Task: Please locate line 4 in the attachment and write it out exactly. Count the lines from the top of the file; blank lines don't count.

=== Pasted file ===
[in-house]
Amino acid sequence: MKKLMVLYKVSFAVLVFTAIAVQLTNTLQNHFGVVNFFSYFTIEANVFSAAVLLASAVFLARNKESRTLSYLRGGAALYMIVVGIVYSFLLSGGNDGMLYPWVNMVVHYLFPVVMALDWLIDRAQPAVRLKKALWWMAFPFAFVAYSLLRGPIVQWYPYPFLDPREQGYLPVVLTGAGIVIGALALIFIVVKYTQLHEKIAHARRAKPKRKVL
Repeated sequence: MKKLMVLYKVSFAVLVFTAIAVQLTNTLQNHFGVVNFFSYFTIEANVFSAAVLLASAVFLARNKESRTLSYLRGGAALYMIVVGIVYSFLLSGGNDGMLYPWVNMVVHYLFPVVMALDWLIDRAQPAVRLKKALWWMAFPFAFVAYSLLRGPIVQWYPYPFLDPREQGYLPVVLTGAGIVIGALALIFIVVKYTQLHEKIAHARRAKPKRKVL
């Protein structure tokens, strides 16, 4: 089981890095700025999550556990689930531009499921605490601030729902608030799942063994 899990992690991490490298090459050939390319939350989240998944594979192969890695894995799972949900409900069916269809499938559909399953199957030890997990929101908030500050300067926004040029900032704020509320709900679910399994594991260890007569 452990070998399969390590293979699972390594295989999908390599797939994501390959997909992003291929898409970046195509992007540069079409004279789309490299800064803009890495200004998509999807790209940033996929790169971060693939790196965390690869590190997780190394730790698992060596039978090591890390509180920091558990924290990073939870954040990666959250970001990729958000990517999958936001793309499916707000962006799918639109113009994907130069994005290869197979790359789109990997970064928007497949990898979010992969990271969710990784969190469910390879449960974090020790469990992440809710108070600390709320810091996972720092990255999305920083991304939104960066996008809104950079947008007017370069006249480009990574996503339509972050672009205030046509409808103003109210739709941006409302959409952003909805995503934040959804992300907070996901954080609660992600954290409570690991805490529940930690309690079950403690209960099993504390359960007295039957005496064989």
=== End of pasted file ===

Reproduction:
């Protein structure tokens, strides 16, 4: 089981890095700025999550556990689930531009499921605490601030729902608030799942063994 899990992690991490490298090459050939390319939350989240998944594979192969890695894995799972949900409900069916269809499938559909399953199957030890997990929101908030500050300067926004040029900032704020509320709900679910399994594991260890007569 452990070998399969390590293979699972390594295989999908390599797939994501390959997909992003291929898409970046195509992007540069079409004279789309490299800064803009890495200004998509999807790209940033996929790169971060693939790196965390690869590190997780190394730790698992060596039978090591890390509180920091558990924290990073939870954040990666959250970001990729958000990517999958936001793309499916707000962006799918639109113009994907130069994005290869197979790359789109990997970064928007497949990898979010992969990271969710990784969190469910390879449960974090020790469990992440809710108070600390709320810091996972720092990255999305920083991304939104960066996008809104950079947008007017370069006249480009990574996503339509972050672009205030046509409808103003109210739709941006409302959409952003909805995503934040959804992300907070996901954080609660992600954290409570690991805490529940930690309690079950403690209960099993504390359960007295039957005496064989």